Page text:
There’s a good chance that a large portion of Uncharted’s audience have no idea that it’s based on a video game at all. This is a good thing! In most cases, a video game movie shouldn’t call too much attention to its polygonal roots. Little nods and references here and there are great, but they shouldn’t serve as constant distractions. The movie’s Nolan North cameo is a perfect “if you know, you know” reference that winks at fans but isn’t so disruptive that newcomers to the franchise are left wondering who the hell that random guy on the beach was.
The cargo plane scene is the most direct reference to the games. The movie version is quite similar to the original set piece, with Nate dangling from cargo netting thousands of feet in the sky as baddies get pelted by heavy objects hurtling out of the open cargo door. While fans will definitely recognize that it’s essentially ripped straight from the games, it still works well as a movie action scene and is incorporated into the story in a way that makes sense.
To be fair, the Uncharted series is inherently cinematic and translates well to the big screen, making it easier to adapt than most. The fact that Detective Pikachu and the Sonic the Hedgehog movies are live-action and managed to find success at the box office is impressive because they had to take creative approaches to their respective source materials. Still, Uncharted deserves credit for focusing on the story it’s telling rather than trying to mimic the games.
Build Toward the Future
The nice thing about adapting a long-running video game series to screen is that it’s already proven to have staying power as a franchise. Uncharted takes advantage of the series’ tenure by including a nifty post-credits scene that hints at what future big screen installments could look like, with Nate and Sully more closely resembling their digital counterparts, embroiled in a tense stand-off with a shady character named Gage over a “Nazi treasure map.” There’s also the reveal that Sam’s alive in some prison and has been writing stacks of postcards to his brother Nate.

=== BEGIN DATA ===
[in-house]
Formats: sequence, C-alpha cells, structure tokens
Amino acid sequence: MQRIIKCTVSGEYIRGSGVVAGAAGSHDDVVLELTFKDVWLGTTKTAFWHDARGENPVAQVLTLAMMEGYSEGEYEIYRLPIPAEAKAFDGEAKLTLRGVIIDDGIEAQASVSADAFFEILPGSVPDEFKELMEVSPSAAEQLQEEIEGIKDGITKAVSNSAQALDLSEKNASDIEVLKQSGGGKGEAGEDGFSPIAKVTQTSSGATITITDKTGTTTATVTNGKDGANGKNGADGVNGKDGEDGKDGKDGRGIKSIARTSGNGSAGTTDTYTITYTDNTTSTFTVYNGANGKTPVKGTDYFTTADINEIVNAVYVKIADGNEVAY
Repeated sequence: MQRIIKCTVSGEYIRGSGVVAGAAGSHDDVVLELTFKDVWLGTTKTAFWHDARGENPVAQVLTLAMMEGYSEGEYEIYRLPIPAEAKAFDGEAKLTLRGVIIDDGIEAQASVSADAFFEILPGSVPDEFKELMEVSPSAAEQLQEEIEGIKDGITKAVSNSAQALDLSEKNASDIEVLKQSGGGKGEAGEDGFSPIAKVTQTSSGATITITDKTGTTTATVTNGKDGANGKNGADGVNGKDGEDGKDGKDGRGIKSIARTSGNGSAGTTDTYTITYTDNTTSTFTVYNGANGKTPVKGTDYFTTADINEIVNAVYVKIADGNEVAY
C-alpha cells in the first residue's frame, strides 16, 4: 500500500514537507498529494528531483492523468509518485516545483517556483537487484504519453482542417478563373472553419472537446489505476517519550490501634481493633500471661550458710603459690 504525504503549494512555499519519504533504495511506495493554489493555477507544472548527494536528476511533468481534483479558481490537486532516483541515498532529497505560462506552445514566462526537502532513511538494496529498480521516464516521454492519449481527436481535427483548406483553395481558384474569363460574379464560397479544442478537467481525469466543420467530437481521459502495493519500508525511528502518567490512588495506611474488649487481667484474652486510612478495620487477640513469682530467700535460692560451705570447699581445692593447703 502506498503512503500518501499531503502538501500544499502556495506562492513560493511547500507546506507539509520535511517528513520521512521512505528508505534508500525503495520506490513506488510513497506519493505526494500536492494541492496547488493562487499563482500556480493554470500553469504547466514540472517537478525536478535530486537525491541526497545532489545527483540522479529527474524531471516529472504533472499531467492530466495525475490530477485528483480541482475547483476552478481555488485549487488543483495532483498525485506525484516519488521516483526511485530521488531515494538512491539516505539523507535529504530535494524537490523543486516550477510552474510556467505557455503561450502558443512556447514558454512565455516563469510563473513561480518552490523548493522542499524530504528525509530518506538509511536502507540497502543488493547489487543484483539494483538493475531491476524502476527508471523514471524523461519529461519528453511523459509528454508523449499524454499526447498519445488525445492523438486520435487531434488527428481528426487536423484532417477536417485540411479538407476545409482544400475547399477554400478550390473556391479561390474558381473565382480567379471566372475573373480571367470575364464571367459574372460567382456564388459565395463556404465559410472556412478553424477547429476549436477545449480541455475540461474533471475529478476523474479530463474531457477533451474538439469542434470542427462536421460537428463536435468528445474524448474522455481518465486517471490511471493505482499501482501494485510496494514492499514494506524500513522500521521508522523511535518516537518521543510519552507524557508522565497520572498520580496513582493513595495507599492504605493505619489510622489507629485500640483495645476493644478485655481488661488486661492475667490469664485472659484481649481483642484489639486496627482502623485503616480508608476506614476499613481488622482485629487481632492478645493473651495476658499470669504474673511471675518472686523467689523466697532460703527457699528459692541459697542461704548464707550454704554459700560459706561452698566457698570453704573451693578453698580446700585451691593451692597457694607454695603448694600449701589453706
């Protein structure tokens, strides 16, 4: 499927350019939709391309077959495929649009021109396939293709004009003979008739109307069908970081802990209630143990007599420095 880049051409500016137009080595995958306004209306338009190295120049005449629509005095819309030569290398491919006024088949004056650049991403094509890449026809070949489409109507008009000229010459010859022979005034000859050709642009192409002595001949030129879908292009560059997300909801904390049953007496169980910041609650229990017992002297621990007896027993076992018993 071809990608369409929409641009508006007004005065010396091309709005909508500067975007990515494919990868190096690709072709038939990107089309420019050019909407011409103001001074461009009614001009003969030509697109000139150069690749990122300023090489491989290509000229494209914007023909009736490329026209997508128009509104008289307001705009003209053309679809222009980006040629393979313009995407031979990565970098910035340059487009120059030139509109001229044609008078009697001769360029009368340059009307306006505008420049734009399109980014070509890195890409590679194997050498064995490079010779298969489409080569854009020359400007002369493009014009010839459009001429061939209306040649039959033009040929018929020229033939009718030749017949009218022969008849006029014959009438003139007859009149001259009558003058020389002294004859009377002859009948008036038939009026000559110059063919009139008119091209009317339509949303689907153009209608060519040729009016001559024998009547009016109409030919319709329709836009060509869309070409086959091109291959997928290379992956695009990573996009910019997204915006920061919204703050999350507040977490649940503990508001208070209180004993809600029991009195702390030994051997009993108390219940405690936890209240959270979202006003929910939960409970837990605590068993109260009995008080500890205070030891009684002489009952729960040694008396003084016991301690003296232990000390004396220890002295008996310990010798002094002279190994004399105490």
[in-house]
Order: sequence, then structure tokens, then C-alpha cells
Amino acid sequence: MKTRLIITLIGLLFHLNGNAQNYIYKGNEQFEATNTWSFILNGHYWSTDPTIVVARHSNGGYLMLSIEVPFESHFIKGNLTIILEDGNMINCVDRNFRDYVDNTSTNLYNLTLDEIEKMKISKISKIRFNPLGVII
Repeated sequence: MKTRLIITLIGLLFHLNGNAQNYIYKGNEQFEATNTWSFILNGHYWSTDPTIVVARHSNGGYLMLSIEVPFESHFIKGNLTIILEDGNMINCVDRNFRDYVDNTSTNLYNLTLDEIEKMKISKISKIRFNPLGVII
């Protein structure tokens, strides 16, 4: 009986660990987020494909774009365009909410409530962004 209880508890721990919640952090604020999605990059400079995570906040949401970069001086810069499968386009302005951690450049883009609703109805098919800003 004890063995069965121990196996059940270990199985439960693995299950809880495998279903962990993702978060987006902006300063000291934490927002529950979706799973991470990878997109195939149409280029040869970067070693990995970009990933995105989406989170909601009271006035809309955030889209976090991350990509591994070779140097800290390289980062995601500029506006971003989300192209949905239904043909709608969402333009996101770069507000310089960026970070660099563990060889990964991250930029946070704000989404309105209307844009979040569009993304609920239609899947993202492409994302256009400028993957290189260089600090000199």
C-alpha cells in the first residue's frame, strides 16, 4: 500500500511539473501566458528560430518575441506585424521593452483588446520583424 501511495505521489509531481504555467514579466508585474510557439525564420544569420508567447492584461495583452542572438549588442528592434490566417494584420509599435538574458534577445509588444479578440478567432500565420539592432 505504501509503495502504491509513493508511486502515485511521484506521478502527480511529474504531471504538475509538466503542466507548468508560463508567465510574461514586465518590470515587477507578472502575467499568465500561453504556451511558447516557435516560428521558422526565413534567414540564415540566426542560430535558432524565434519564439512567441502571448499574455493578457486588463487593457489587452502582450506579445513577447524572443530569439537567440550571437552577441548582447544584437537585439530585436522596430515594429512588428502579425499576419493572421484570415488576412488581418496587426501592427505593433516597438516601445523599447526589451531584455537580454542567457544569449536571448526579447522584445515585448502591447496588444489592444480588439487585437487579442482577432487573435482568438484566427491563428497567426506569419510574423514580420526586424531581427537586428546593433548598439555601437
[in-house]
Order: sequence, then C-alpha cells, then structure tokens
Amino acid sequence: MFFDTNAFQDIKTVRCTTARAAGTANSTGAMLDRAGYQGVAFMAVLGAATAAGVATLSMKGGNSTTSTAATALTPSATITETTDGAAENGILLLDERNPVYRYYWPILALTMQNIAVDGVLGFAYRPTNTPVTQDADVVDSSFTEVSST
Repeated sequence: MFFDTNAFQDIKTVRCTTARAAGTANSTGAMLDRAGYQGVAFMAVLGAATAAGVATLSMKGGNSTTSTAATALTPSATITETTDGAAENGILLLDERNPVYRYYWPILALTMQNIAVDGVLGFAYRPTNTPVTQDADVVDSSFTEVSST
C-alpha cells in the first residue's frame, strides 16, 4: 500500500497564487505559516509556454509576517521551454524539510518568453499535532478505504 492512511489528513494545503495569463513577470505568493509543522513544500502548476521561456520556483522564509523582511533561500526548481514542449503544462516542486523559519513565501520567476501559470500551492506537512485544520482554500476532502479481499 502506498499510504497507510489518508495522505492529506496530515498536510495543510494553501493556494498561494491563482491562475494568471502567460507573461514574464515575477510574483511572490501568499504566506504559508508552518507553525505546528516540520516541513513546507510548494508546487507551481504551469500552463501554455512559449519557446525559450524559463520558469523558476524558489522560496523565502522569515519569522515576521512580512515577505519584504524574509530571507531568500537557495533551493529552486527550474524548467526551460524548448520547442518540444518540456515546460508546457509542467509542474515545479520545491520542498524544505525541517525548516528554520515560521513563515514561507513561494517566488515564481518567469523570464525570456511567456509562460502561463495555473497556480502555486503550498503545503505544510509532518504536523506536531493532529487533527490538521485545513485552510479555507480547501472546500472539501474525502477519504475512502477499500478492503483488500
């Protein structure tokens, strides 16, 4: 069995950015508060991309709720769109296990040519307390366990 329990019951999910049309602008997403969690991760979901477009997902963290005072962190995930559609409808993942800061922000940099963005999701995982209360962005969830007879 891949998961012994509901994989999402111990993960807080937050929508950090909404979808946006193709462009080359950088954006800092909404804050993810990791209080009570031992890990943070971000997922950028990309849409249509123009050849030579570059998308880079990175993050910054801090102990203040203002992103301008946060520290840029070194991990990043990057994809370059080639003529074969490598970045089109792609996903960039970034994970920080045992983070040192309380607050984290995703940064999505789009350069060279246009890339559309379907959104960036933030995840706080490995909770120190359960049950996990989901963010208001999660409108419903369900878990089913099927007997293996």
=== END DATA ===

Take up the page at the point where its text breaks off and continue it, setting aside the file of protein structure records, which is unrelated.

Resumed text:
It’s crystal clear that the filmmakers intend to make a sequel, and they’ve done a great job giving audiences a glimpse of what they have in store. Judging from the scene with Gage, the sequel could very well fall more in line with the tone and look of the games, with Holland even uttering Drake’s famous “Oh, crap” one-liner for good measure. It’s a tantalizing cliffhanger that offers some shameless fan service that definitely belongs on the side of the credits that it’s on. There’s no official word on if a sequel will be coming, but the post-credits scenes do a fine job of setting one up.
What did you think of the Uncharted movie? Tell us in the comments!